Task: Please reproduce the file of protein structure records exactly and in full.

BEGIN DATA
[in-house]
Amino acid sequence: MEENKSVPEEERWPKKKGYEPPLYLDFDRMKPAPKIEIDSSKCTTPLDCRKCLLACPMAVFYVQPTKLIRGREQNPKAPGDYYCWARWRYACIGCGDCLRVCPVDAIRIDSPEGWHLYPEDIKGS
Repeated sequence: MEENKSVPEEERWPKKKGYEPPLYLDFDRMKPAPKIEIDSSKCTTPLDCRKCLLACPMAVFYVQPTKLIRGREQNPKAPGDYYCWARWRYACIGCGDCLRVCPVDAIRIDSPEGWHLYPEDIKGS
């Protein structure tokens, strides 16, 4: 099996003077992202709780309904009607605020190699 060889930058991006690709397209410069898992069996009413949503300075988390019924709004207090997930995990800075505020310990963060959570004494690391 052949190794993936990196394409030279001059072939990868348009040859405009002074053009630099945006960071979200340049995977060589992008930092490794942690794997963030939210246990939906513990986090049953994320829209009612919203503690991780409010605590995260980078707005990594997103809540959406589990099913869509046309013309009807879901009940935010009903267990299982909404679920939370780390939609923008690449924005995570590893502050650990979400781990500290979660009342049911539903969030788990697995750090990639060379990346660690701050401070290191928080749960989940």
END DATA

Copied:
[in-house]
Amino acid sequence: MEENKSVPEEERWPKKKGYEPPLYLDFDRMKPAPKIEIDSSKCTTPLDCRKCLLACPMAVFYVQPTKLIRGREQNPKAPGDYYCWARWRYACIGCGDCLRVCPVDAIRIDSPEGWHLYPEDIKGS
Repeated sequence: MEENKSVPEEERWPKKKGYEPPLYLDFDRMKPAPKIEIDSSKCTTPLDCRKCLLACPMAVFYVQPTKLIRGREQNPKAPGDYYCWARWRYACIGCGDCLRVCPVDAIRIDSPEGWHLYPEDIKGS
């Protein structure tokens, strides 16, 4: 099996003077992202709780309904009607605020190699 060889930058991006690709397209410069898992069996009413949503300075988390019924709004207090997930995990800075505020310990963060959570004494690391 052949190794993936990196394409030279001059072939990868348009040859405009002074053009630099945006960071979200340049995977060589992008930092490794942690794997963030939210246990939906513990986090049953994320829209009612919203503690991780409010605590995260980078707005990594997103809540959406589990099913869509046309013309009807879901009940935010009903267990299982909404679920939370780390939609923008690449924005995570590893502050650990979400781990500290979660009342049911539903969030788990697995750090990639060379990346660690701050401070290191928080749960989940």